Georgia national football team

The Georgia national football team (Georgian: საქართველოს ეროვნული საფეხბურთო ნაკრები, romanized: sakartvelos erovnuli sapekhburto nak'rebi) represents the country of Georgia in men's international football matches, and it is controlled by the Georgian Football Federation. The Georgian team's first match took place in 1990, while Georgia was still part of the Soviet Union. The team have attempted to qualify for each major tournament from Euro 1996 onwards, but have not achieved qualification yet. Home games are played at the Boris Paichadze Dinamo Arena in Tbilisi.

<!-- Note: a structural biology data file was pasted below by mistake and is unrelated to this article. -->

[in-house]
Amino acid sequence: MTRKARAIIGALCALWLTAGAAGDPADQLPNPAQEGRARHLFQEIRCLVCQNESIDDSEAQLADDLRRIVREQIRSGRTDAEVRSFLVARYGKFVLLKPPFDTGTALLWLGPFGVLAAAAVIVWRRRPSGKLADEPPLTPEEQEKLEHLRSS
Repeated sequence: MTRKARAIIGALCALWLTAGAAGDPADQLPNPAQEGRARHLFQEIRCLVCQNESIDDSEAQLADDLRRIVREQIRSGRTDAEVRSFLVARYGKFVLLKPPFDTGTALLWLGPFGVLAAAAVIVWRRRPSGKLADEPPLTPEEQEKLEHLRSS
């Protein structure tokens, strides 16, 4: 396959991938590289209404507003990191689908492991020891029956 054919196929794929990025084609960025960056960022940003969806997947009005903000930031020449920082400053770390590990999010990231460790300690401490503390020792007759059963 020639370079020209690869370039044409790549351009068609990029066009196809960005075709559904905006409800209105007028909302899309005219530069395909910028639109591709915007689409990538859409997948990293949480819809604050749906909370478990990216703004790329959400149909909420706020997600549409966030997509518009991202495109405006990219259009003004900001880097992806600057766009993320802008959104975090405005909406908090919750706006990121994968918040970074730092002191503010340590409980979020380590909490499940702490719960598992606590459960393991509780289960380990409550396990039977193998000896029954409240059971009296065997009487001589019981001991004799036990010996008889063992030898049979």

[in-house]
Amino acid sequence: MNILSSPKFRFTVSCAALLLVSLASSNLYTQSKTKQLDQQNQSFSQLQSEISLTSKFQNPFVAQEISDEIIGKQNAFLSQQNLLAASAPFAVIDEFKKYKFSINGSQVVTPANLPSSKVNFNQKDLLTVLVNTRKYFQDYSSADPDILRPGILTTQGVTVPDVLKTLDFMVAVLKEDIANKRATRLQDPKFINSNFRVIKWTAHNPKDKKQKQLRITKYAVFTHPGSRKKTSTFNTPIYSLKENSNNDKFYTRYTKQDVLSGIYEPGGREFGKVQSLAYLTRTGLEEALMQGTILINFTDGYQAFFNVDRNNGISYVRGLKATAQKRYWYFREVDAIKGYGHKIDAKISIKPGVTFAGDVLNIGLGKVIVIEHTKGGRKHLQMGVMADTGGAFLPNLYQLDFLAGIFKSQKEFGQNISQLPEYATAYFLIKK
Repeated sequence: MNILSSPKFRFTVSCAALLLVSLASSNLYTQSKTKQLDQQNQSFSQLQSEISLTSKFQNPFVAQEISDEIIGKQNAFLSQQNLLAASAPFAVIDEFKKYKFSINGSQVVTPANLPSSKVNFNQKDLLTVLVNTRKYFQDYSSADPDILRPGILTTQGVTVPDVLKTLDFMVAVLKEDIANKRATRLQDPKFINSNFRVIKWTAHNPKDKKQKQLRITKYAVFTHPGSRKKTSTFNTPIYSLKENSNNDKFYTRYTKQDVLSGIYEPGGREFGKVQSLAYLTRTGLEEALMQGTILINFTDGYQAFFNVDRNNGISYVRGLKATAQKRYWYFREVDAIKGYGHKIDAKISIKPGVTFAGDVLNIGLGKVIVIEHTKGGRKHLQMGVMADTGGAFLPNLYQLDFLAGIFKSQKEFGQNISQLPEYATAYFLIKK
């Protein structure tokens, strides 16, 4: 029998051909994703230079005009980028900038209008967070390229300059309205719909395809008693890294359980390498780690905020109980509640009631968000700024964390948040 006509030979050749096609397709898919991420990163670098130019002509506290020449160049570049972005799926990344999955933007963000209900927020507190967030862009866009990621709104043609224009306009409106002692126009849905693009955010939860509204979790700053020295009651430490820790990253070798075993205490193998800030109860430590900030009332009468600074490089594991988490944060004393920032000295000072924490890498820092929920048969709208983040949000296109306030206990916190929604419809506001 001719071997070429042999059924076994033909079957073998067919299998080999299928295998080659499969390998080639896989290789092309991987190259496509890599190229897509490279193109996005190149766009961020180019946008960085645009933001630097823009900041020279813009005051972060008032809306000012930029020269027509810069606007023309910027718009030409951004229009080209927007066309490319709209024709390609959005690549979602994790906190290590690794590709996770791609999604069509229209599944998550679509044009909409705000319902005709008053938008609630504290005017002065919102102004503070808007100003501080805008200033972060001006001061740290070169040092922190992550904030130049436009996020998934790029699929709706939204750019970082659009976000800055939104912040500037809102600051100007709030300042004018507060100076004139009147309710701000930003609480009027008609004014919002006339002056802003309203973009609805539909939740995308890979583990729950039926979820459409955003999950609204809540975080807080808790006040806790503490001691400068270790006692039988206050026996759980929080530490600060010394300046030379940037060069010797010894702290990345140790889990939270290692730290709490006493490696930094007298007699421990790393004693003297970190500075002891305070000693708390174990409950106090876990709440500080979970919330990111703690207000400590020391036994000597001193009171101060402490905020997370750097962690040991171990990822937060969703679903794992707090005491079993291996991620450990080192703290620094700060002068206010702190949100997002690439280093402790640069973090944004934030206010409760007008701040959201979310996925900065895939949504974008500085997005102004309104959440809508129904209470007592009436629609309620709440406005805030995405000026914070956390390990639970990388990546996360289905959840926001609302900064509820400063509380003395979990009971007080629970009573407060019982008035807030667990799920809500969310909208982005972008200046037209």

Georgia
Shirt badge/Association crest
Nickname(s)ჯვაროსნები
jvarosnebi (Crusaders)
AssociationGeorgian Football Federation (GFF)
საქართველოს ფეხბურთის ფედერაცია
ConfederationUEFA (Europe)
Head coachVladimir Weiss
CaptainJaba Kankava
Most capsLevan Kobiashvili (100)
Top scorerShota Arveladze (26)
Home stadiumBoris Paichadze Dinamo Arena
FIFA codeGEO
First colours
Second colours
FIFA ranking
Current 86 Increase 3 (22 October 2020)[1]
Highest42 (September 1998)
Lowest156 (March 1994)
Elo ranking
Current 65 Increase 3 (26 October 2020)[2]
Highest49 (11 October 1995)
Lowest108 (late 2009)
First international
Georgia (country) Georgia 2–2 Lithuania 
(Tbilisi, Georgia; 27 May 1990)
Biggest win
Georgia (country) Georgia 7–0 Armenia 
(Tbilisi, Georgia; 30 March 1997)
Biggest defeat
 Romania 5–0 Georgia Georgia (country)
(Bucharest, Romania; 24 April 1996)
 Denmark 6–1 Georgia
(Copenhagen, Denmark; 7 September 2005)

HistoryEdit